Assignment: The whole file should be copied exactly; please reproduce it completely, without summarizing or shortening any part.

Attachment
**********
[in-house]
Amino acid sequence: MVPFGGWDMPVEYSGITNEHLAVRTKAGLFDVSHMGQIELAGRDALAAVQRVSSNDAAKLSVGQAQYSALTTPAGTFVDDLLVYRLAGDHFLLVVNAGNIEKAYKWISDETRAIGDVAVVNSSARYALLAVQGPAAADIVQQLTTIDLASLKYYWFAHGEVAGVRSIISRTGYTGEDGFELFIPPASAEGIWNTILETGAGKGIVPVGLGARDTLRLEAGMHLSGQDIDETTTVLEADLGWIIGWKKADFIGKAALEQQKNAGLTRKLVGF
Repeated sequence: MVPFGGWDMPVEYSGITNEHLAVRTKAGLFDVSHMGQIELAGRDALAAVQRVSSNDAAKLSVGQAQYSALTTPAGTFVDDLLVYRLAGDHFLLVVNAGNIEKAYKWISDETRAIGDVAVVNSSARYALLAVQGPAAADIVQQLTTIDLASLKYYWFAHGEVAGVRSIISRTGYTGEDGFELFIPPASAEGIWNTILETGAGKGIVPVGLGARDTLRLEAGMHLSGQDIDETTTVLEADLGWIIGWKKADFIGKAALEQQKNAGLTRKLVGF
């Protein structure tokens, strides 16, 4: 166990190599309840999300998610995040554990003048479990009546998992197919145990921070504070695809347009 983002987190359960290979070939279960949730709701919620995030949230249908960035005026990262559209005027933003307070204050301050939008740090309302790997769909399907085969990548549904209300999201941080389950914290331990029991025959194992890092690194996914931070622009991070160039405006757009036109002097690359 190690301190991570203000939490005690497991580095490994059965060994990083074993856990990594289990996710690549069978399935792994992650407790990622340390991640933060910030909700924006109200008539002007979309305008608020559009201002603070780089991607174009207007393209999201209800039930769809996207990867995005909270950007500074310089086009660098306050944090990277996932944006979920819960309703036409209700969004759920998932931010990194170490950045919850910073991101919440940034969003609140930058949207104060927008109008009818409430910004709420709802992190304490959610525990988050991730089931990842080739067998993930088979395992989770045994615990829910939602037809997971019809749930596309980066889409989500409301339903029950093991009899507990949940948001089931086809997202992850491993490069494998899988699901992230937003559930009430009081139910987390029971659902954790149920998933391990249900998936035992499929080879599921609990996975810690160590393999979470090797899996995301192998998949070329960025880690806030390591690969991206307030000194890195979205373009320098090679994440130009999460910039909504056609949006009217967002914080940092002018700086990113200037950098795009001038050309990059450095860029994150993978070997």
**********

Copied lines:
[in-house]
Amino acid sequence: MVPFGGWDMPVEYSGITNEHLAVRTKAGLFDVSHMGQIELAGRDALAAVQRVSSNDAAKLSVGQAQYSALTTPAGTFVDDLLVYRLAGDHFLLVVNAGNIEKAYKWISDETRAIGDVAVVNSSARYALLAVQGPAAADIVQQLTTIDLASLKYYWFAHGEVAGVRSIISRTGYTGEDGFELFIPPASAEGIWNTILETGAGKGIVPVGLGARDTLRLEAGMHLSGQDIDETTTVLEADLGWIIGWKKADFIGKAALEQQKNAGLTRKLVGF
Repeated sequence: MVPFGGWDMPVEYSGITNEHLAVRTKAGLFDVSHMGQIELAGRDALAAVQRVSSNDAAKLSVGQAQYSALTTPAGTFVDDLLVYRLAGDHFLLVVNAGNIEKAYKWISDETRAIGDVAVVNSSARYALLAVQGPAAADIVQQLTTIDLASLKYYWFAHGEVAGVRSIISRTGYTGEDGFELFIPPASAEGIWNTILETGAGKGIVPVGLGARDTLRLEAGMHLSGQDIDETTTVLEADLGWIIGWKKADFIGKAALEQQKNAGLTRKLVGF
């Protein structure tokens, strides 16, 4: 166990190599309840999300998610995040554990003048479990009546998992197919145990921070504070695809347009 983002987190359960290979070939279960949730709701919620995030949230249908960035005026990262559209005027933003307070204050301050939008740090309302790997769909399907085969990548549904209300999201941080389950914290331990029991025959194992890092690194996914931070622009991070160039405006757009036109002097690359 190690301190991570203000939490005690497991580095490994059965060994990083074993856990990594289990996710690549069978399935792994992650407790990622340390991640933060910030909700924006109200008539002007979309305008608020559009201002603070780089991607174009207007393209999201209800039930769809996207990867995005909270950007500074310089086009660098306050944090990277996932944006979920819960309703036409209700969004759920998932931010990194170490950045919850910073991101919440940034969003609140930058949207104060927008109008009818409430910004709420709802992190304490959610525990988050991730089931990842080739067998993930088979395992989770045994615990829910939602037809997971019809749930596309980066889409989500409301339903029950093991009899507990949940948001089931086809997202992850491993490069494998899988699901992230937003559930009430009081139910987390029971659902954790149920998933391990249900998936035992499929080879599921609990996975810690160590393999979470090797899996995301192998998949070329960025880690806030390591690969991206307030000194890195979205373009320098090679994440130009999460910039909504056609949006009217967002914080940092002018700086990113200037950098795009001038050309990059450095860029994150993978070997």